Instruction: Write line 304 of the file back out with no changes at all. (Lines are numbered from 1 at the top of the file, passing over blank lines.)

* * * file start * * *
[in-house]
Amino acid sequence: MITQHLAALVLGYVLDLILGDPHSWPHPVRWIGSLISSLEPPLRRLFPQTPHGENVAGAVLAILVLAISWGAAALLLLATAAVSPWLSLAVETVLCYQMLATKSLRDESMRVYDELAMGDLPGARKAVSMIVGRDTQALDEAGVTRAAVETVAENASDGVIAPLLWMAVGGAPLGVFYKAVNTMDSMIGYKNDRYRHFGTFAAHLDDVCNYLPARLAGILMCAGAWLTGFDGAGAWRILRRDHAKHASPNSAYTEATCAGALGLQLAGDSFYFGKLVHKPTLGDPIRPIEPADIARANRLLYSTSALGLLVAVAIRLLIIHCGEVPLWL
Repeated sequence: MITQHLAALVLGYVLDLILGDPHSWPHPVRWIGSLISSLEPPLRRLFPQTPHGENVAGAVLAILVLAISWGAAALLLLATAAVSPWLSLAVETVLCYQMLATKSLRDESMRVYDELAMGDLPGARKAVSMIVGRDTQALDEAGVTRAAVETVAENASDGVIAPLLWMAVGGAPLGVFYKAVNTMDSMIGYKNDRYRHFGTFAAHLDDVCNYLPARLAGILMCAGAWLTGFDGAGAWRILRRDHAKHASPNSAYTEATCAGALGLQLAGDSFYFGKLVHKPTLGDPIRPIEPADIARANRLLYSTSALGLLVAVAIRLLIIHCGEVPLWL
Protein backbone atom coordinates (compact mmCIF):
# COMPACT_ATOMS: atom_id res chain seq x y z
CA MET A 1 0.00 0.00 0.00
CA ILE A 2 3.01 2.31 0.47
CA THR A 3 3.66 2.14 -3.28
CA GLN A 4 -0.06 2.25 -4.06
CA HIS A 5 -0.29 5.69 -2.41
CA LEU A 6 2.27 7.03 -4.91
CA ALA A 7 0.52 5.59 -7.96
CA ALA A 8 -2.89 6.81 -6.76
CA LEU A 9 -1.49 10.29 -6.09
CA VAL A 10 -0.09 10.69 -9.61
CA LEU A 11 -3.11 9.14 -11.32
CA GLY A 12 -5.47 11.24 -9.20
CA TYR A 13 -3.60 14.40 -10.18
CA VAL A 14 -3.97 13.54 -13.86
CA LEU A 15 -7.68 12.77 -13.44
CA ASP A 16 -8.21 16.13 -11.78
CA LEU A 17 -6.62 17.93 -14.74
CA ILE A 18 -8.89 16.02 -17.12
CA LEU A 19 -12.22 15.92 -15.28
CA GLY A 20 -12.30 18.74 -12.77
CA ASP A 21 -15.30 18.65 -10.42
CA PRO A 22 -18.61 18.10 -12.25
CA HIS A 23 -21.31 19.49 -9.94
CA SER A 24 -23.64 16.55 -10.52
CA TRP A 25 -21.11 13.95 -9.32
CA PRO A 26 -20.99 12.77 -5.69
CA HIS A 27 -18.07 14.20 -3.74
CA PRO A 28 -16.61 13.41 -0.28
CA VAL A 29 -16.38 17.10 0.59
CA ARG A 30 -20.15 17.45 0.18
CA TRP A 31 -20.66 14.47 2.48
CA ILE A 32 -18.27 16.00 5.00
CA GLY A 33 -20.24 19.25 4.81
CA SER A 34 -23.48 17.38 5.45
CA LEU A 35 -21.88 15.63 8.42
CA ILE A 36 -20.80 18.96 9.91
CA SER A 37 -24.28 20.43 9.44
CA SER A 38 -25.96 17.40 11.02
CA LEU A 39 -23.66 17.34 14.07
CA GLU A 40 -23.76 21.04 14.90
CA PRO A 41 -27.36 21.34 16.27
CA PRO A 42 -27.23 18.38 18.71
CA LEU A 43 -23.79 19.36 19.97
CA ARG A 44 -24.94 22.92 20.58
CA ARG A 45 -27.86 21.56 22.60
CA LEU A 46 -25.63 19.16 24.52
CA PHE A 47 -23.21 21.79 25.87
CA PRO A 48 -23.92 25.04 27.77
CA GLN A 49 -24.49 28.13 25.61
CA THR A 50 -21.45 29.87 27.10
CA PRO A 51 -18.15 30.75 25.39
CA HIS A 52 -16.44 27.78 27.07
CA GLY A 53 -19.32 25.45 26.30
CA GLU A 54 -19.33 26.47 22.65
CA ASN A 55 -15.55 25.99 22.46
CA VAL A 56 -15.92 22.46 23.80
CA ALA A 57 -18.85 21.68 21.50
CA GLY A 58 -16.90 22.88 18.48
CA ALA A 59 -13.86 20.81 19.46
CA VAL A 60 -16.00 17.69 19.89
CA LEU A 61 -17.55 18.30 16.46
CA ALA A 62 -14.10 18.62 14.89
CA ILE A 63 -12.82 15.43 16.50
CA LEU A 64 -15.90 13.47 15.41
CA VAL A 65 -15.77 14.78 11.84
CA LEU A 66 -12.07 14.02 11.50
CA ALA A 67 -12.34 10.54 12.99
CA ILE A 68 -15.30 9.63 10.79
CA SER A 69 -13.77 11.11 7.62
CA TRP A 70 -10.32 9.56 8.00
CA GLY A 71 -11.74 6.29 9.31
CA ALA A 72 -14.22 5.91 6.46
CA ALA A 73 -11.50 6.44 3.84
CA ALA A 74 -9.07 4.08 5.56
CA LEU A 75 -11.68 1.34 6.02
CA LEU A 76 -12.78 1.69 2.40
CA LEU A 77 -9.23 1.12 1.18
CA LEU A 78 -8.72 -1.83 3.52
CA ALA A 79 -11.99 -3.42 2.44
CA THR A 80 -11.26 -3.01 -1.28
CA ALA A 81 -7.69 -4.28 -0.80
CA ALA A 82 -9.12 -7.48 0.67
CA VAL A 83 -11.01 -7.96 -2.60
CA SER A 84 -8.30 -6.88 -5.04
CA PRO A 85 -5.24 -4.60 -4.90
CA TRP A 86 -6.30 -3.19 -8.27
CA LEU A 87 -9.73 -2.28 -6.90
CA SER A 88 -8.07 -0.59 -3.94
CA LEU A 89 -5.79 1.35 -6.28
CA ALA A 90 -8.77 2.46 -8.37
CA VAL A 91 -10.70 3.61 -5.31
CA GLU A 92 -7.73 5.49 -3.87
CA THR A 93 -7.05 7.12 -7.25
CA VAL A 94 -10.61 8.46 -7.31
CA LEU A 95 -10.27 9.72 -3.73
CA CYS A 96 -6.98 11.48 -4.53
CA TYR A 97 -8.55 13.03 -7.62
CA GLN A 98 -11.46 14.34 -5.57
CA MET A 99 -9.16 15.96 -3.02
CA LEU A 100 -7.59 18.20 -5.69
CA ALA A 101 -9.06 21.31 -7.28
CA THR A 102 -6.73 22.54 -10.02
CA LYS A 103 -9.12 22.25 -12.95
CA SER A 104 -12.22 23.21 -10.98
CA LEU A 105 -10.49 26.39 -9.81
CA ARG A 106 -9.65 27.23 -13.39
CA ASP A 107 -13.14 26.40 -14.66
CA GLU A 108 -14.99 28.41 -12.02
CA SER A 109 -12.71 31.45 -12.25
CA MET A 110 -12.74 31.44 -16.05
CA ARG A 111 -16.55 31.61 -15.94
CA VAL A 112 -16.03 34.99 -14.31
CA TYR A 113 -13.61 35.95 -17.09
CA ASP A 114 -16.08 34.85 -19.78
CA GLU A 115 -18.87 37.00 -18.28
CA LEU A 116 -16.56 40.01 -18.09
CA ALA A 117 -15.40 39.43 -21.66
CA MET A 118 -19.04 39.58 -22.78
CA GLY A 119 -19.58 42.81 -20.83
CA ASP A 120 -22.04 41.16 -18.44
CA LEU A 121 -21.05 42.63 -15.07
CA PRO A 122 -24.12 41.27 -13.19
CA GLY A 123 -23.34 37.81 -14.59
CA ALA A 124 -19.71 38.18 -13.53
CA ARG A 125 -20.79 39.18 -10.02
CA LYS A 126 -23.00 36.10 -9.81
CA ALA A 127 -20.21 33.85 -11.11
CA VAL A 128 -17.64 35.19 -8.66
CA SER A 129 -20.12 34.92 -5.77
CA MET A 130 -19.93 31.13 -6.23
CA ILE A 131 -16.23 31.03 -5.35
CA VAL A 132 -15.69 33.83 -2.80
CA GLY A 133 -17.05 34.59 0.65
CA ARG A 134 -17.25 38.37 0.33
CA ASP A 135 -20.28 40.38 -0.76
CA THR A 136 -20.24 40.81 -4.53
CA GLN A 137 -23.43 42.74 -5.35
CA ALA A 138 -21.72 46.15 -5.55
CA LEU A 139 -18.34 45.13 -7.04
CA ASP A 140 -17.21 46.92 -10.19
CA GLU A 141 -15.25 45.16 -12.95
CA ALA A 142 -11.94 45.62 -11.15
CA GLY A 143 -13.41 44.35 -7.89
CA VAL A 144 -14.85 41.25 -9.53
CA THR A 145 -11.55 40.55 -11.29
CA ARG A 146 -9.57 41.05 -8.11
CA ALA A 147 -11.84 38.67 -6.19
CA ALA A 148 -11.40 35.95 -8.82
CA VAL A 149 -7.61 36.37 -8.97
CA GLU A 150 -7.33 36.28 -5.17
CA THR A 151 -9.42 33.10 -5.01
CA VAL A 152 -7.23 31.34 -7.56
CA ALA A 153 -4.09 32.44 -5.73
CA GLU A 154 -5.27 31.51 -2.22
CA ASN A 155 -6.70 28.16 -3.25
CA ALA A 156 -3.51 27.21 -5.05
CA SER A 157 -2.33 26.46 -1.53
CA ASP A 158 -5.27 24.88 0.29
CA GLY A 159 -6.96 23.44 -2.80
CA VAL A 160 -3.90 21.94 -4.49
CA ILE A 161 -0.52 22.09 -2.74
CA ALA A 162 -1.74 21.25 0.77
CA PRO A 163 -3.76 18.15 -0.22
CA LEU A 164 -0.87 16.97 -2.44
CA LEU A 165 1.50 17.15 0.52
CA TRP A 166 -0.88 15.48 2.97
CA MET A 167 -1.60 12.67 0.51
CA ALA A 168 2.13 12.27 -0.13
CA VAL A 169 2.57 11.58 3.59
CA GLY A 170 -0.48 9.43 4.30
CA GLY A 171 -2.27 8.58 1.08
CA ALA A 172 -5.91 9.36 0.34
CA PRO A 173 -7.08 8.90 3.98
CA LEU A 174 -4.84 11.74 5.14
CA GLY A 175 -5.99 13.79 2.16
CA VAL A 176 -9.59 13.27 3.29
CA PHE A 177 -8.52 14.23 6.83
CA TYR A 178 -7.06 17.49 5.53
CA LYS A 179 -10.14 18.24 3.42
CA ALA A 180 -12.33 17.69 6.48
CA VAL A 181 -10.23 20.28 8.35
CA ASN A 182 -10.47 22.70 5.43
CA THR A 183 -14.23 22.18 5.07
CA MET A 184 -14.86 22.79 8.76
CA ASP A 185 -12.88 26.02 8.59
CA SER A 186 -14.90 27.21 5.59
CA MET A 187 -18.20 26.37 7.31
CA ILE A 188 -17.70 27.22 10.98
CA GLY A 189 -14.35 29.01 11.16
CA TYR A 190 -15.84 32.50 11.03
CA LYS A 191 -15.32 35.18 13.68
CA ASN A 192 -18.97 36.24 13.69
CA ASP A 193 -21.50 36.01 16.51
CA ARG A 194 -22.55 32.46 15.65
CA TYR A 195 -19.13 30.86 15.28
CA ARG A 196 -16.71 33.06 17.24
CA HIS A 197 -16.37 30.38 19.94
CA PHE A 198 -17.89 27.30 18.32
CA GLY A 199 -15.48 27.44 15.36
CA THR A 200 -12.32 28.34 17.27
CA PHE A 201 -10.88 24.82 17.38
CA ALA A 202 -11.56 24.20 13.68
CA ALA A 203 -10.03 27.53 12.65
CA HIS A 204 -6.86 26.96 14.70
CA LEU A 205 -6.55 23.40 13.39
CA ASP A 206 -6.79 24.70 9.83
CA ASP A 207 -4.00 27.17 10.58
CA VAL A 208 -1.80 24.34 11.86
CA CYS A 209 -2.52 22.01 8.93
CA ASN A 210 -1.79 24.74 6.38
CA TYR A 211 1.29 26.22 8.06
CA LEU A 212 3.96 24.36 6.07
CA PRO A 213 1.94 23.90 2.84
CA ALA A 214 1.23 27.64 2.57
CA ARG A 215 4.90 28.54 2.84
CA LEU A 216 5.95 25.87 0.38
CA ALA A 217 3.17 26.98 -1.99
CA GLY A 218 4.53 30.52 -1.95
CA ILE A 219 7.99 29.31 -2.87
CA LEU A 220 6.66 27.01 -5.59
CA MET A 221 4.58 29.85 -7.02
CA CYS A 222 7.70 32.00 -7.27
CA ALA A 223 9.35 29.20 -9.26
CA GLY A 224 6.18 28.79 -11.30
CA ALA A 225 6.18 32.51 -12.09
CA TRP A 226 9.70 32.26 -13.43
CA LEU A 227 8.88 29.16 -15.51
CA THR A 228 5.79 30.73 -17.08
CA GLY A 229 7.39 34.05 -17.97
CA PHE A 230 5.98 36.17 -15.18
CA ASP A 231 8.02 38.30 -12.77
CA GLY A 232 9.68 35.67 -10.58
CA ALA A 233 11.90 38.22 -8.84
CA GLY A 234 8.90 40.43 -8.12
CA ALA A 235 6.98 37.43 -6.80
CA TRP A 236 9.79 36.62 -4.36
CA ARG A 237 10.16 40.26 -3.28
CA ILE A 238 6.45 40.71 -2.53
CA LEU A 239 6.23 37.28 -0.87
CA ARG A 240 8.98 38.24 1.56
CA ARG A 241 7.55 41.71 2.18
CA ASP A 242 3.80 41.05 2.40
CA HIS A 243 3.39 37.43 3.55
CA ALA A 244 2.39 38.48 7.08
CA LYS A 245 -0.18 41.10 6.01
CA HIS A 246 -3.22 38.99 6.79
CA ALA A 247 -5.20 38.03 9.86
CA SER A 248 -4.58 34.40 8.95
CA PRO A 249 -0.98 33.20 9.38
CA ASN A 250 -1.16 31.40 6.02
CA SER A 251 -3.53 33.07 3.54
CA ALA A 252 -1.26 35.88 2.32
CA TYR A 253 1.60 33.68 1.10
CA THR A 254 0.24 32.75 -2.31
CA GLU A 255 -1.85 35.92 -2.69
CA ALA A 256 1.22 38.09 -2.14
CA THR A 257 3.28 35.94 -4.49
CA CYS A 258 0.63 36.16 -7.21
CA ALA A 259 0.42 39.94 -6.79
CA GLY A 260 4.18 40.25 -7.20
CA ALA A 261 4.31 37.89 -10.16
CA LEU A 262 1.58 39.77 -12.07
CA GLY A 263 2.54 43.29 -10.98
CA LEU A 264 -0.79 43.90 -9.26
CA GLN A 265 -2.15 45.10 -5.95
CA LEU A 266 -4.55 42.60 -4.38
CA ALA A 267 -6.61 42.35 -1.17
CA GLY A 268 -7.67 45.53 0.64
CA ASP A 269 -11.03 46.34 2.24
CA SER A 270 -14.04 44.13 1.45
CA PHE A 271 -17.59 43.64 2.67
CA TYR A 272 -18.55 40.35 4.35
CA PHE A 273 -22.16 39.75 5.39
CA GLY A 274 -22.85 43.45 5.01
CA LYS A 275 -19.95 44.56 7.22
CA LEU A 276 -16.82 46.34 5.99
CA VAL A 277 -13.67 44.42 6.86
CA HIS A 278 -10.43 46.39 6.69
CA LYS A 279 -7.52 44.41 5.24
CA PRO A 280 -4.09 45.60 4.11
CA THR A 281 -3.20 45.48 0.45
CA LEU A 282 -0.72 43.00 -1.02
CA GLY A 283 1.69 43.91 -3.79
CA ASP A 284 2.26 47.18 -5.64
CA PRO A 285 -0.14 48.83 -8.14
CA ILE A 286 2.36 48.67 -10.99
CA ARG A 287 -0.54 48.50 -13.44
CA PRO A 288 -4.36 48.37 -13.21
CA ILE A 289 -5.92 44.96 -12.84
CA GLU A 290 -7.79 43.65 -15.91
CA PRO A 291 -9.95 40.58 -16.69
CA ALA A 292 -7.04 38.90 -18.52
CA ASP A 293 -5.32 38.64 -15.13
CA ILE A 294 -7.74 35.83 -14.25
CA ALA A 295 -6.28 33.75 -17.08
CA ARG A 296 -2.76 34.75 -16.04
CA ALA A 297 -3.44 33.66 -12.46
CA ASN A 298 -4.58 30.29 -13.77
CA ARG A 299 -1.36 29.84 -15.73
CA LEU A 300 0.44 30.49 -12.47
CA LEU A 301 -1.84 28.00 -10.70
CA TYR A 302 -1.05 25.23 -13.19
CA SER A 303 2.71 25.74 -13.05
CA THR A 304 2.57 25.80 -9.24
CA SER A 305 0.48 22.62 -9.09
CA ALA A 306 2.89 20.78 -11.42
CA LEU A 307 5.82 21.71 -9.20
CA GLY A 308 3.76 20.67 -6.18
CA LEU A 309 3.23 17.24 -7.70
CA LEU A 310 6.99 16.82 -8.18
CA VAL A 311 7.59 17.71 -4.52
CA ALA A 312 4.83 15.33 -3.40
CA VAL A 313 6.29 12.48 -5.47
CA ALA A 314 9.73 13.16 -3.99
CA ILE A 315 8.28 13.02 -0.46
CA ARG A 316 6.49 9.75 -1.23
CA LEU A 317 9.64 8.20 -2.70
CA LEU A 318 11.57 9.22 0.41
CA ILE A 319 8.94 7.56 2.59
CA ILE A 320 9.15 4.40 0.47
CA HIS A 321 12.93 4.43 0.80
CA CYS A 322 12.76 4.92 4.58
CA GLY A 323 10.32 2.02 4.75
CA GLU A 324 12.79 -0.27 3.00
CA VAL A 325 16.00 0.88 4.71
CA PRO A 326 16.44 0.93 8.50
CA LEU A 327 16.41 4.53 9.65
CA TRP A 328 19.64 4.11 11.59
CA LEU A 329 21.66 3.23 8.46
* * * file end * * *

CA ARG A 299 -1.36 29.84 -15.73